Ken joined Quail Ridge just in time for the holiday rush in 2016 - and he even stayed.
Winner of the 1982 World Fantasy Award, John Crowley's Little, Big is, as many have noted, the greatest example of magical realism ever written by an American author and simply one of the greatest novels of all time. Moving between the odd country house of Edgewood and the city (New York by allusion and implication) and covering a century or more from the early 1900s to a vaguely delineated dystopian future United States, Little Big is the saga of the fortunes of the Drinkwater family and their dealings with the obscure and infinite realm of Faerie. The novel focuses mainly on Smoky Barnable's and his son Auberon's puzzled interactions with their other family members who know and believe in something they cannot. Variously hilarious and poignant, and told with a mastery of English that is the epitome of eloquence and elegance, Little, Big is a story of family, of love of all sorts, of the power of women and of the Tale we are all part of. "The further in you go, the bigger it gets." Read and find out.
In his new novel The Moon and the Other, set in the near future on the moon, John Kessel again demonstrates his visionary and compassionate eye. Through a lens of gender roles as they play out in the political clash of a matriarchy -- The Society of Cousins, and a patriarchy-- Persepolis, and in the lives of several of their citizens, Kessel explores human desire, expectation, emotion and alienation. Pointedly, too, Kessel gives keen insights into how technology and coercion, in one form or another, affect our existence.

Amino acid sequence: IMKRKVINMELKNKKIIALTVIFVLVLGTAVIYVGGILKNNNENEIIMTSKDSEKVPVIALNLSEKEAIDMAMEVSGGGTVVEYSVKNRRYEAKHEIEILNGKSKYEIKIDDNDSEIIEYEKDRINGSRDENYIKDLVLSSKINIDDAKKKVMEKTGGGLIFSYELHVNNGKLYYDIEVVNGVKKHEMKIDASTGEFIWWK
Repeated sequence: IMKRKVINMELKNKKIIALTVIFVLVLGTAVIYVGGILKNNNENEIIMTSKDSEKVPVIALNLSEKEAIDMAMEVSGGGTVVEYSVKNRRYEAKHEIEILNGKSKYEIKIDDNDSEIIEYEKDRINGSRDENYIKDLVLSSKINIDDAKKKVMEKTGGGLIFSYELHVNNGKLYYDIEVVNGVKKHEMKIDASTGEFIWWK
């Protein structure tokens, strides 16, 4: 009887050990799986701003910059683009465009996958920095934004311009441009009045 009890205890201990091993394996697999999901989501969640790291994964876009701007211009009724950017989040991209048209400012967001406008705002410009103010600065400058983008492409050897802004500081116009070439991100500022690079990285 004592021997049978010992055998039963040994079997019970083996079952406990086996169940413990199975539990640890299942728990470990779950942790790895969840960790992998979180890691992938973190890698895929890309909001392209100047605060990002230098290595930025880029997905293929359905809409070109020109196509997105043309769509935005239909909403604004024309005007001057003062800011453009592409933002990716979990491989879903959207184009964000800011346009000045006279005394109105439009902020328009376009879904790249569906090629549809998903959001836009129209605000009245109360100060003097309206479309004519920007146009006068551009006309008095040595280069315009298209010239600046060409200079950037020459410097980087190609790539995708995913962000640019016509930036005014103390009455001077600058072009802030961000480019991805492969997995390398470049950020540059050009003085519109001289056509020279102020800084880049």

One of the things I like about Margaret Atwood is that she pulls no punches in her story telling and Oryx and Crake, her 2003 novel, the first in the MaddAddam trilogy, is no exception. In this work of speculative fiction (the author's own designation), Atwood examines many of the issues that trouble world -- genetic engineering, the internet, violence against women, overpopulation to name a few -- in the story of Snowman, a man with a mission sojourning in a post apocalyptic world. Snowman (aka Jimmy in his pre-apocalypse life, the ailing guardian, more or less, of the Crakers, a genetically engineered humanoid species) is nearing starvation and must travel to a now deserted genetic research facility to find supplies. As readers follow Snowman on his quest across a shattered landscape and through his encounters with various genetically altered other animals and a series flashbacks involving his former life with his best friend Glenn, the "mad scientist"who precipitates the apocalypse, and the mysterious and beautiful woman they both love known only as Oryx, they learn of his world as it is and how it came to be. As always, Atwood's writing is crisp and engaging; she creates unforgettable characters in an unforgiving world.